Skip to content
Join our Newsletter
Join our Newsletter

Victoria's Chinery leads the way for Canada in Commonwealth Games lawn bowling

Lawn bowling is the curling of the Commonwealth Games
web1_leanne-chinery
Leanne Chinery is competing in her fourth Commonwealth Games. TIMES COLONIST

BIRMINGHAM, England — Lawn bowling is the curling of the Commonwealth. Other than cricket, it’s hard to imagine a more quintessentially Commonwealth sport. The likes of three-on-three basketball, rugby sevens and beach volleyball are in the 2022 Commonwealth Games to give them more of a hipster vibe. But the pastoral and proper sport of bowls endures as a counterpoint and a venerable staple of the Games here at the aptly-named Victoria Park in the picturesque town of Royal Leamington Spa, as it did at Juan de Fuca in the 1994 Victoria Games.

“This is our Olympics. It’s the pinnacle,” said lawn bowling star Leanne Chinery of Victoria, who is competing in her fourth Commonwealth Games.

Chinery, among more than 50 Island or Island-based athletes competing in the 2022 Birmingham Commonwealth Games for Canada, is a product of the Juan de Fuca facility and played there after starting the sport at the Burnside Lawn Bowling Club.

She was only 12 at the time, and not yet a lawn bowler, but she vividly recalls the 1994 Commonwealth Games: “What an amazing atmosphere that was for our city.”

Little did she know then that one of the Games’ core sports would play such a big part in her life.

“When lawn bowling was first suggested to me, I thought: ‘No way, that’s for old people,’ ” she said.

“But I tried it and the coach at the Burnside club, Craig Wilson, was amazing and taught me so much.”

Her choice of sport, lawn bowling at age 14, was destined to cause many quizzical conversations growing up in Canada, despite that nobody here thinks anything of a youth curler, which would be a pretty odd thing in Australia, New Zealand, Jamaica, Kenya or India.

“I was never the cool kid in high school [at Reynolds Secondary] and being a lawn bowler certainly didn’t help that,” Chinery said with a laugh. But it got her places where the sport is big, now as a resident of Wollongong, Australia, where she bowls and is a registered nurse. “Bowls is a high-profile sport in Australia, much like curling in Canada, and it’s the place to be,” said Chinery, 40, who graduated in nursing from the University of Victoria.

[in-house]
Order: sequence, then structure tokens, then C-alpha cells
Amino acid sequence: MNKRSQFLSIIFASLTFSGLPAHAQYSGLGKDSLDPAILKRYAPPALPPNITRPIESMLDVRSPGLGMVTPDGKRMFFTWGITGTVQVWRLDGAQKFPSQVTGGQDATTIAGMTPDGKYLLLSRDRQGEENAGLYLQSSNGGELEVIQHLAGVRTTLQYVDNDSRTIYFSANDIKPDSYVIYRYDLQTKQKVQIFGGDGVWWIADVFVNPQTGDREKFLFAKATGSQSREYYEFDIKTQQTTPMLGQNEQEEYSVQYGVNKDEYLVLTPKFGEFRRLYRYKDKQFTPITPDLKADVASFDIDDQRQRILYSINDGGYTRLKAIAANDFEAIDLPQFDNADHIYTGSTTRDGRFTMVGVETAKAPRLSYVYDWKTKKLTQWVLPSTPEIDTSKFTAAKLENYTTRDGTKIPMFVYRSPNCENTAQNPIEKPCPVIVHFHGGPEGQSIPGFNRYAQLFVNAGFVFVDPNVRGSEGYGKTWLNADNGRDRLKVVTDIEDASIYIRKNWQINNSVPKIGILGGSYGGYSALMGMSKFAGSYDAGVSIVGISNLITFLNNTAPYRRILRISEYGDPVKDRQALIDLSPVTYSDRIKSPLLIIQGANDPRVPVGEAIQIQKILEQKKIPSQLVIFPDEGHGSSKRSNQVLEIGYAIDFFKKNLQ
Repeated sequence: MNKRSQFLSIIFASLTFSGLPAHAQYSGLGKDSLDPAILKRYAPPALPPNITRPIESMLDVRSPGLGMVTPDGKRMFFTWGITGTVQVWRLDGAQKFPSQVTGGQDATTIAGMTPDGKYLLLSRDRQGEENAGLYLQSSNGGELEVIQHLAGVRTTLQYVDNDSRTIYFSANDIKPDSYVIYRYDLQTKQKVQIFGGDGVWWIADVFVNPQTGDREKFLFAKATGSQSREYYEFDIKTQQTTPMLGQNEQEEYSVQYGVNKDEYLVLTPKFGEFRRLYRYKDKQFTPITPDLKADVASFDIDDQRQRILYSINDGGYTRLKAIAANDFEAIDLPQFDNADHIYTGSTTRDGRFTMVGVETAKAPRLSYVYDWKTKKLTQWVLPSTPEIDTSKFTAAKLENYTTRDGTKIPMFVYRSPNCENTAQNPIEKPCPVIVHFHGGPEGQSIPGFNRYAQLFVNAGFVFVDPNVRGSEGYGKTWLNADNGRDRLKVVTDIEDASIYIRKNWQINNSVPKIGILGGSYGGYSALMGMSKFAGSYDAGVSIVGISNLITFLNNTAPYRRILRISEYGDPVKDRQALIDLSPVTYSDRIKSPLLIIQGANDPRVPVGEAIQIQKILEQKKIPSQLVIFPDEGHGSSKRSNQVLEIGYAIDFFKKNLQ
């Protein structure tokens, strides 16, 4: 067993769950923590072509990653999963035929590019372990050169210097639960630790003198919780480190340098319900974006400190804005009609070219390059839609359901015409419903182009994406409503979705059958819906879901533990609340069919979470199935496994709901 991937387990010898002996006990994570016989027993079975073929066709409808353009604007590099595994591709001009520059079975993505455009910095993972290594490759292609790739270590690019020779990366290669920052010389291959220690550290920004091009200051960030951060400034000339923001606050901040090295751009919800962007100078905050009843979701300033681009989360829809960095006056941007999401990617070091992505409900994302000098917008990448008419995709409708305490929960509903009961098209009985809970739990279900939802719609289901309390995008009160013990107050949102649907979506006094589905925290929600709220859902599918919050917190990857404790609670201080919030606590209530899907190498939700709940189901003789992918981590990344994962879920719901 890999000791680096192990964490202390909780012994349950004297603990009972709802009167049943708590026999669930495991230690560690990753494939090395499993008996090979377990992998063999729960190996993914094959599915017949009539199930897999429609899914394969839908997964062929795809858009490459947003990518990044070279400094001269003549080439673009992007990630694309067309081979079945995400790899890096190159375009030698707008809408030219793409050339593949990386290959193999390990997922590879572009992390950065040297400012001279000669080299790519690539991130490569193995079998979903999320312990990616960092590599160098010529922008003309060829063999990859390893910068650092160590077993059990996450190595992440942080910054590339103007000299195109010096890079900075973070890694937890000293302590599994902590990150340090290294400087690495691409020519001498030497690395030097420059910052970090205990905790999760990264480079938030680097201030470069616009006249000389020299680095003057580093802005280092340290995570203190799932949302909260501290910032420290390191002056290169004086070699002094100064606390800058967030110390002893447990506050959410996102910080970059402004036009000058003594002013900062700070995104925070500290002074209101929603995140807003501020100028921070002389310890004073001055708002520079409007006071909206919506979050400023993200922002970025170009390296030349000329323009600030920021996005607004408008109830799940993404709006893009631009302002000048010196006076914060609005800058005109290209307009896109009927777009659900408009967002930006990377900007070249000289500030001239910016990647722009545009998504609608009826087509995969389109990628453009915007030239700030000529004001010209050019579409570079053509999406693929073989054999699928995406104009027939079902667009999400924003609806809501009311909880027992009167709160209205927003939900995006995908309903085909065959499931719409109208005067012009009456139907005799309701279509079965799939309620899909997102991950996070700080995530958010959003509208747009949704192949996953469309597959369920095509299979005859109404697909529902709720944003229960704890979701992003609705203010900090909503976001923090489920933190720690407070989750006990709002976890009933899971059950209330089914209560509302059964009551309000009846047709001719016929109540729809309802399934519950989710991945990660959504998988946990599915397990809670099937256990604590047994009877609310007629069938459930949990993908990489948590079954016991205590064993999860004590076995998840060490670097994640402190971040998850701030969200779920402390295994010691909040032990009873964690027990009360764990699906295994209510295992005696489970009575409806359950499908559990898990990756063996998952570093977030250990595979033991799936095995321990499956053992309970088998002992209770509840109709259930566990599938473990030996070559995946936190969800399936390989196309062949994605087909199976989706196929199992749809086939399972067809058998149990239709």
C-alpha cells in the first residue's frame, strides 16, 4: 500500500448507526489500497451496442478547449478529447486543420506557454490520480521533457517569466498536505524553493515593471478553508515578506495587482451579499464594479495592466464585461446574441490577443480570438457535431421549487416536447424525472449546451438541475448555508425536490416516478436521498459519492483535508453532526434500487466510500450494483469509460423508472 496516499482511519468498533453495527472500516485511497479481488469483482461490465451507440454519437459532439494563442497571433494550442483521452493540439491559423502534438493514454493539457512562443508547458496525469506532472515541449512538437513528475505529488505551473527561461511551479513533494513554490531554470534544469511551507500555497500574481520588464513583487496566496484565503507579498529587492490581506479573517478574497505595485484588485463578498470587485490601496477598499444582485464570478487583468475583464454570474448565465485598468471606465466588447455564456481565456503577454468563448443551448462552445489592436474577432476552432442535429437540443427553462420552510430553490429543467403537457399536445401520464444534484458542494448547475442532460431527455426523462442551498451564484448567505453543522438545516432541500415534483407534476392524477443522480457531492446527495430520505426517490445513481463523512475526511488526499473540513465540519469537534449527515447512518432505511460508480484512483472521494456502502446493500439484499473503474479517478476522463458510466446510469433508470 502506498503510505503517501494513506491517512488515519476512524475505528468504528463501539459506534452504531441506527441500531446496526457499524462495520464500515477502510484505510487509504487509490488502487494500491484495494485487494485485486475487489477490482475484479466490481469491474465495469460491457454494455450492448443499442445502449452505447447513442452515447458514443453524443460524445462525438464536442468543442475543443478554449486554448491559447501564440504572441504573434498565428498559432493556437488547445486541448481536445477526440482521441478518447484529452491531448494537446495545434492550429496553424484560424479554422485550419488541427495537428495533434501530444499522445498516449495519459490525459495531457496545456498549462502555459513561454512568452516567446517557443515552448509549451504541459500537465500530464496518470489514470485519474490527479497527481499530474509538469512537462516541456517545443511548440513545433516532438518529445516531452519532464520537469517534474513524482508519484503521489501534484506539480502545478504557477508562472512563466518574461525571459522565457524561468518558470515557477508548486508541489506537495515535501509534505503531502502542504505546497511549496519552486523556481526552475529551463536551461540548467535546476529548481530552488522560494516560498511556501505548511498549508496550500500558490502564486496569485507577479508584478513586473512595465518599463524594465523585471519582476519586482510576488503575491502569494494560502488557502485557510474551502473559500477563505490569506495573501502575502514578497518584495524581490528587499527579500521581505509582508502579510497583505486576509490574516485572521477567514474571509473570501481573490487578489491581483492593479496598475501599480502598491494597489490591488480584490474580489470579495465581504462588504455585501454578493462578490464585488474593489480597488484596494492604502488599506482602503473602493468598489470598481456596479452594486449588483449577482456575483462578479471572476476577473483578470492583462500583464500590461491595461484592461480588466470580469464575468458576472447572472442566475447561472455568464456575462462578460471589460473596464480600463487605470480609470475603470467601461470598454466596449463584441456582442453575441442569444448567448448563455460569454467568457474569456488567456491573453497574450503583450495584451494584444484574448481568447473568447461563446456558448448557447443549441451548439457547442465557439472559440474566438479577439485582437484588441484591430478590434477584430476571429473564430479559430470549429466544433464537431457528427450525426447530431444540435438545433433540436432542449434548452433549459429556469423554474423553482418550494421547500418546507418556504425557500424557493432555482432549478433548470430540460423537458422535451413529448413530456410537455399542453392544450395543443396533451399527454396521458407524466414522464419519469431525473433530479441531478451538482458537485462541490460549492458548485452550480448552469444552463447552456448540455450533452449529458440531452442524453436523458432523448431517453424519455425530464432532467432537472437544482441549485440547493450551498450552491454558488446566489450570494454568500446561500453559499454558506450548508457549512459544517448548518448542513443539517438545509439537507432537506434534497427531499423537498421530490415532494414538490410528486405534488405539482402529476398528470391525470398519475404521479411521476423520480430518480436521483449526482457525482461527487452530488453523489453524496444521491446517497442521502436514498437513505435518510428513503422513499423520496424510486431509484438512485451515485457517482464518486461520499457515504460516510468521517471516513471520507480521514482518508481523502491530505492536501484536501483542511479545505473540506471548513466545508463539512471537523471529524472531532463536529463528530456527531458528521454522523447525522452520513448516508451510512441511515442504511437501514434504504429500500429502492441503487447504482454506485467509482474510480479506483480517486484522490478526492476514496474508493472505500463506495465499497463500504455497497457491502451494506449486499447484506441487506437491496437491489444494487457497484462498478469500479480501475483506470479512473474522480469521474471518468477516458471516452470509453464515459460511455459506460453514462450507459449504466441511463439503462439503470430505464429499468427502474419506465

Chinery came close at the last Commonwealth Games, making the bronze-medal final, before placing fourth with the Canadian women’s fours. Her quest at the 2022 Games in Birmingham continues through the week.

“It’s an honour and privilege to wear the Maple Leaf and it almost makes me cry every time I put on the national team jersey. I get goose bumps and tingles every time. If you don’t, you shouldn’t be doing this,” she said.

AT THE GAMES: The Canadian women’s field hockey team can follow in the cleat steps of the Langford-based women’s rugby sevens team by making the Games semifinals with a win today in the final round-robin game against India. On the Canadian team are Maddie Secco, Anna Mollenhauer and Lexi De Armond of Victoria, and Sara Goodman from Duncan.

Nicholas Bennett of Parksville, who won two silver medals this summer in the world Para swimming championships in Portugal, goes for the podium today in Birmingham. The Commonwealth Games are the first major multi-sport Games to fully integrate Para sports into the main program with the medals counting equally in the table.

The overall Canadian highlights Tuesday were the national sides sweeping to four medals in men’s and women’s able-bodied and Para wheelchair three-on-three basketball, with Kady Dandeneau of Pender Island leading the wheelchair women’s team to gold. That was matched by gold for the women’s able-bodied squad and men’s wheelchair team while the men’s able-bodied team captured bronze.

Maya Laylor won the gold medal in women’s 76-kilo weightlifting and swimmer Josh Liendo the gold medal in the men’s 100-metre butterfly. The latter follows Liendo’s three medals at the recent FINA world aquatics championships in Budapest.

He called it during the Canadian trials at Saanich Commonwealth Place in spring, when he broke his own Canadian record in the 100 fly and was asked if the Canadian men were finally ready to match the women’s torrid success in the pool over the past two Olympics: “It’s been building and we have been patient. We’re coming,” Liendo told the Times Colonist. True to his word, he has clearly now arrived.

Australia leads the medals parade with 106 total followed by host England’s 86 and Canada’s 46. In the gold standard, which most of the world goes by, Canada is fourth with 11 gold medals behind Australia’s 42, England’s 31 and New Zealand’s 13.

cdheensaw@timescolonist.com